What I meant is that we only have the general context of chemistry to work with, but not anything more specific in terms of working jargon. So based on what has been said, we seem to have two options so far. Would we verbalize "ground-state oxygen molecules (3O2) as:

(a) ground-state oxygen molecules (three-oh-two)

or

(b) ground-state oxygen molecules (triplet-oh-two)

Same for O(1D): is it oh-one-dee or oh-singlet-dee? And would the parentheses around the "1D" affect the verbalization?
« Last Edit: 07/07/2013 15:56:32 by Wyatt Dick »
 

Offline Bored chemist

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That cannot be right; the "3" should be on the same level as the O and is used to communicate the number of molecules or atoms of a chemical species; superscripts ahead of a species imply isotopes. There is no 3 isotope of oxygen, so that has to be wrong...
Nope, the superscript 3 prefix is correct and it's used to show the electronic state of the molecule (or atom in some cases).

It's right, but it's yet another convention- one you didn't know about.
This
(3O2)
is a "triplet oh two" molecule or "triplet oxygen"
 

Offline Wyatt Dick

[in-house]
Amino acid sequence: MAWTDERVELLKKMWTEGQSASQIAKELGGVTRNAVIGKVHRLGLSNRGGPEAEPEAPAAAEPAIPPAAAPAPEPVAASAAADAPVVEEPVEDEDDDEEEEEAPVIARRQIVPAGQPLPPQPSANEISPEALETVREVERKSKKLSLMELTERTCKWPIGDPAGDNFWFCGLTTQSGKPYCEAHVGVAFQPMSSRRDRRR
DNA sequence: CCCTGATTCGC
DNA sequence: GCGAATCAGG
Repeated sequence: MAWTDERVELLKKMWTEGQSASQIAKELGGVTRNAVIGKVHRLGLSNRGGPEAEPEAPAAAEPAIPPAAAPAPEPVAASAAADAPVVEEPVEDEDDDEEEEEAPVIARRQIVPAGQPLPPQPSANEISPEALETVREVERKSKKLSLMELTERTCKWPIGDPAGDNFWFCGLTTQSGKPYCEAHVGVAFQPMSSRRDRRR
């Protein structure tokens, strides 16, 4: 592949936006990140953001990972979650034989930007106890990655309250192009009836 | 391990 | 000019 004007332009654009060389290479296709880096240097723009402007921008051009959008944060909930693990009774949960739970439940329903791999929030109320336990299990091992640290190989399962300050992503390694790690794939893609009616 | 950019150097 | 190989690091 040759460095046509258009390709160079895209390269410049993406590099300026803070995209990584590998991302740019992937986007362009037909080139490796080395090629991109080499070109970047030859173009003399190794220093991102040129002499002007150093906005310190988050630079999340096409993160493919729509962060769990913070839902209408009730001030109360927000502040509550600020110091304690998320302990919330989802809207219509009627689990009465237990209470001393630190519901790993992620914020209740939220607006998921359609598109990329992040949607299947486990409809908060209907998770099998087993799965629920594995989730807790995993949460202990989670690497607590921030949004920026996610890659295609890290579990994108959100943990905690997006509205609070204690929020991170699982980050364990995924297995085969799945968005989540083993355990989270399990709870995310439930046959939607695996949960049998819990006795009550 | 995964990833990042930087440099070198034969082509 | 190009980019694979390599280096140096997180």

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Hmm...I'm now appreciating an earlier point, which is perhaps the parentheticals are purely for written communication. That is to say, given the formulas are preceded by an English description, perhaps the formulas in parentheses are simply omitted from any verbalization of the text. We don't usually verbalize "water (H2O) as "Water (H-two-Oh)", we just say "water". The "H2O" may only be there to be seen.
« Last Edit: 07/07/2013 15:58:19 by Wyatt Dick »
 

Offline alancalverd

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It's more complicated than that!

We begin with some quite complicated discovery or hypothesis like the excited state of a water molecule, and devise a verbal descriptor ("the excited state of a water molecule") and a written shorthand (1O2).